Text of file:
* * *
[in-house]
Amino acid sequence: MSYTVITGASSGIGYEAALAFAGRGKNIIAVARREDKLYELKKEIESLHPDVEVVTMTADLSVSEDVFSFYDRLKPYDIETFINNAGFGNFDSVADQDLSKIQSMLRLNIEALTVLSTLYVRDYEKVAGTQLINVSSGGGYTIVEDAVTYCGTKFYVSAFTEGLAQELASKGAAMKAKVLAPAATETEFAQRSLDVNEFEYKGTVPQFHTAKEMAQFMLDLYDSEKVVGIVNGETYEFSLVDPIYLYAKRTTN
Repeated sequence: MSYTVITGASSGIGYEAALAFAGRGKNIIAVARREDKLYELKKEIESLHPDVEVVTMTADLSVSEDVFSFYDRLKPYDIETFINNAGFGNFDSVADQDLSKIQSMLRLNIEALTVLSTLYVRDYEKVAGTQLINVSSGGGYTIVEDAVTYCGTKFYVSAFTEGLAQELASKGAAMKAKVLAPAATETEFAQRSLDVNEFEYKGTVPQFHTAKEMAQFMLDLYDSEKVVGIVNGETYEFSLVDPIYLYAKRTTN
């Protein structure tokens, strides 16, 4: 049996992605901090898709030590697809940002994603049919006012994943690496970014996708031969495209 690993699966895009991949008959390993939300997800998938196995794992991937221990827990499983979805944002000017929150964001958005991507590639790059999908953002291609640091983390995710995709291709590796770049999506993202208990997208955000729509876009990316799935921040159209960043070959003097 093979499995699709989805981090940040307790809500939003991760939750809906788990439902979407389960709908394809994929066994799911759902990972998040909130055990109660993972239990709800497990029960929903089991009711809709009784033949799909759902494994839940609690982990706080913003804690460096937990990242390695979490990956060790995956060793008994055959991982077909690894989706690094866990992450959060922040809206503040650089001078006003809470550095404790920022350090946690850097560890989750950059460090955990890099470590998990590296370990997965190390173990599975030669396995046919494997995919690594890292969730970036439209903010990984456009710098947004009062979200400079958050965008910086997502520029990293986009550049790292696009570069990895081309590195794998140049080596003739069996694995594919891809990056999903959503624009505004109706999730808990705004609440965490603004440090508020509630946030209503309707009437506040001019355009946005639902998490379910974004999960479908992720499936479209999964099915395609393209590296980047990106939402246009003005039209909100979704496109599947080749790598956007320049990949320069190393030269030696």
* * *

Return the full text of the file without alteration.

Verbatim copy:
[in-house]
Amino acid sequence: MSYTVITGASSGIGYEAALAFAGRGKNIIAVARREDKLYELKKEIESLHPDVEVVTMTADLSVSEDVFSFYDRLKPYDIETFINNAGFGNFDSVADQDLSKIQSMLRLNIEALTVLSTLYVRDYEKVAGTQLINVSSGGGYTIVEDAVTYCGTKFYVSAFTEGLAQELASKGAAMKAKVLAPAATETEFAQRSLDVNEFEYKGTVPQFHTAKEMAQFMLDLYDSEKVVGIVNGETYEFSLVDPIYLYAKRTTN
Repeated sequence: MSYTVITGASSGIGYEAALAFAGRGKNIIAVARREDKLYELKKEIESLHPDVEVVTMTADLSVSEDVFSFYDRLKPYDIETFINNAGFGNFDSVADQDLSKIQSMLRLNIEALTVLSTLYVRDYEKVAGTQLINVSSGGGYTIVEDAVTYCGTKFYVSAFTEGLAQELASKGAAMKAKVLAPAATETEFAQRSLDVNEFEYKGTVPQFHTAKEMAQFMLDLYDSEKVVGIVNGETYEFSLVDPIYLYAKRTTN
């Protein structure tokens, strides 16, 4: 049996992605901090898709030590697809940002994603049919006012994943690496970014996708031969495209 690993699966895009991949008959390993939300997800998938196995794992991937221990827990499983979805944002000017929150964001958005991507590639790059999908953002291609640091983390995710995709291709590796770049999506993202208990997208955000729509876009990316799935921040159209960043070959003097 093979499995699709989805981090940040307790809500939003991760939750809906788990439902979407389960709908394809994929066994799911759902990972998040909130055990109660993972239990709800497990029960929903089991009711809709009784033949799909759902494994839940609690982990706080913003804690460096937990990242390695979490990956060790995956060793008994055959991982077909690894989706690094866990992450959060922040809206503040650089001078006003809470550095404790920022350090946690850097560890989750950059460090955990890099470590998990590296370990997965190390173990599975030669396995046919494997995919690594890292969730970036439209903010990984456009710098947004009062979200400079958050965008910086997502520029990293986009550049790292696009570069990895081309590195794998140049080596003739069996694995594919891809990056999903959503624009505004109706999730808990705004609440965490603004440090508020509630946030209503309707009437506040001019355009946005639902998490379910974004999960479908992720499936479209999964099915395609393209590296980047990106939402246009003005039209909100979704496109599947080749790598956007320049990949320069190393030269030696």